by Elena Hellberg-Hirn
Fairly good for what it does, but a little uneven and some of the most interesting points cold have covered in more detail. The introduction and the way the work incorporates background anthropology and cultural analysis is compelling, and the main conclusions are reasonable. The work also becomes highly engaging in its analysis of food, material culture and racialized constructs of Russian identity as linked to each other. For too much of the rest of the book, though, the pace drags, content with summarizing a wide range of issues rather than exploring some of them in real detail. Could have been a lot more effective with narrower focus and tigher analysis of the most pivotal components of the examined history.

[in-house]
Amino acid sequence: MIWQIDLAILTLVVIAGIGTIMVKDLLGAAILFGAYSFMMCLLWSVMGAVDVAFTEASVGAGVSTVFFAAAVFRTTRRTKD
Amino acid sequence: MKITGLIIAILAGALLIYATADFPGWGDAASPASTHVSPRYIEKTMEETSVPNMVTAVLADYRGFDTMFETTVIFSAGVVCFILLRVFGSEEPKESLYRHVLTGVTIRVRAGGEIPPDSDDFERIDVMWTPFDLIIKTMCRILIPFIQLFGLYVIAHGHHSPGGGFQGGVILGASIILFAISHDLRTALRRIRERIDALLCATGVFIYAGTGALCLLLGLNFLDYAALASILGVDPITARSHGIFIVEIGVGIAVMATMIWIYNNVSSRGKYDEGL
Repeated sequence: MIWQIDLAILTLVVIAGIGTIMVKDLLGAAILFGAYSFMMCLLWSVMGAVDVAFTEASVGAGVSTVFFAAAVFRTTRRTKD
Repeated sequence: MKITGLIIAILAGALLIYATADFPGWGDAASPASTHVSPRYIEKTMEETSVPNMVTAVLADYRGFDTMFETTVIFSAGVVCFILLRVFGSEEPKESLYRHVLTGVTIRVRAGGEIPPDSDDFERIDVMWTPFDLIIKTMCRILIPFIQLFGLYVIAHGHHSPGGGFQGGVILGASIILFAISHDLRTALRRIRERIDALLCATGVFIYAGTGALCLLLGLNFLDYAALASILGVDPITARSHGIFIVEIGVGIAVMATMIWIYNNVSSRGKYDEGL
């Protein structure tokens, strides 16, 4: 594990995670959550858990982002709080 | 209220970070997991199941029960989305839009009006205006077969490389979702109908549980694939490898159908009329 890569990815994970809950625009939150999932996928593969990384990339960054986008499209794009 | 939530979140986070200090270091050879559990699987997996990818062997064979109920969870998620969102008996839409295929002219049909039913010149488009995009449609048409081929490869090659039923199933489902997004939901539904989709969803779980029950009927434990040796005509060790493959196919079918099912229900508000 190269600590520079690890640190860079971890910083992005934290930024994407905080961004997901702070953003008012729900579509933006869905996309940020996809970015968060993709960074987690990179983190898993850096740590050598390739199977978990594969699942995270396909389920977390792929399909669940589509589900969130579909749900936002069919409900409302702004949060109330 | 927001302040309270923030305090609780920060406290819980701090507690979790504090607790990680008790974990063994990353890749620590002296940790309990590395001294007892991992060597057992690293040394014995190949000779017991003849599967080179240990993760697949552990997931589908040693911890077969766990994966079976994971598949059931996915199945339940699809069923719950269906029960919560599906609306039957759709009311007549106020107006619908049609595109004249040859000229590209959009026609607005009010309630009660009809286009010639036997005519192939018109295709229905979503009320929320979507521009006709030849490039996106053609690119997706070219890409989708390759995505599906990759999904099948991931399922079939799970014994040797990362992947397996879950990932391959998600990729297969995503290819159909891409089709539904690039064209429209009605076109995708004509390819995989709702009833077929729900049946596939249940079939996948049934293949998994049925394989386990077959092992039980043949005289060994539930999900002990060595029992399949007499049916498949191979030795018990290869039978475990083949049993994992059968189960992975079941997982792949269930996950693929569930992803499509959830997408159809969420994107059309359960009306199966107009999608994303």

Worse than: Recipes for Russia by Alison Smith
Better than: Much Depends on Dinner by Margaret Visser